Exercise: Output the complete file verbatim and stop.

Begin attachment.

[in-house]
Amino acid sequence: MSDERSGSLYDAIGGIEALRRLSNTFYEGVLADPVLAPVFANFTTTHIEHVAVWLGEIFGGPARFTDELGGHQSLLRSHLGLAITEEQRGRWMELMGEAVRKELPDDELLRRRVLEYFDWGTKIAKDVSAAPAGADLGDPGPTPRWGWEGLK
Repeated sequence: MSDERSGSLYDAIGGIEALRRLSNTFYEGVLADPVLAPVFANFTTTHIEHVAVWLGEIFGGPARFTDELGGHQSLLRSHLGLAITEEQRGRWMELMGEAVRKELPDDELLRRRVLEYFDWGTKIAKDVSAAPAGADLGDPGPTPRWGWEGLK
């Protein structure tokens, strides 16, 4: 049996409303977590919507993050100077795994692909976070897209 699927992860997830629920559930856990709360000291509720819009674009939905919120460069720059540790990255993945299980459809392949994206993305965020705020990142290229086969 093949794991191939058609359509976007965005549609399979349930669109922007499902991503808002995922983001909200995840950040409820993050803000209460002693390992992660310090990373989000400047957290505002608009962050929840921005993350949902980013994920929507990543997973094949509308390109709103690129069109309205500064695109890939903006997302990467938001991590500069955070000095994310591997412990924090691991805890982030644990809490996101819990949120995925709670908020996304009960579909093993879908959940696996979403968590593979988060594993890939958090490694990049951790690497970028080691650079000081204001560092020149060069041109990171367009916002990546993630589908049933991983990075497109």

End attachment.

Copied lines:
[in-house]
Amino acid sequence: MSDERSGSLYDAIGGIEALRRLSNTFYEGVLADPVLAPVFANFTTTHIEHVAVWLGEIFGGPARFTDELGGHQSLLRSHLGLAITEEQRGRWMELMGEAVRKELPDDELLRRRVLEYFDWGTKIAKDVSAAPAGADLGDPGPTPRWGWEGLK
Repeated sequence: MSDERSGSLYDAIGGIEALRRLSNTFYEGVLADPVLAPVFANFTTTHIEHVAVWLGEIFGGPARFTDELGGHQSLLRSHLGLAITEEQRGRWMELMGEAVRKELPDDELLRRRVLEYFDWGTKIAKDVSAAPAGADLGDPGPTPRWGWEGLK
């Protein structure tokens, strides 16, 4: 049996409303977590919507993050100077795994692909976070897209 699927992860997830629920559930856990709360000291509720819009674009939905919120460069720059540790990255993945299980459809392949994206993305965020705020990142290229086969 093949794991191939058609359509976007965005549609399979349930669109922007499902991503808002995922983001909200995840950040409820993050803000209460002693390992992660310090990373989000400047957290505002608009962050929840921005993350949902980013994920929507990543997973094949509308390109709103690129069109309205500064695109890939903006997302990467938001991590500069955070000095994310591997412990924090691991805890982030644990809490996101819990949120995925709670908020996304009960579909093993879908959940696996979403968590593979988060594993890939958090490694990049951790690497970028080691650079000081204001560092020149060069041109990171367009916002990546993630589908049933991983990075497109």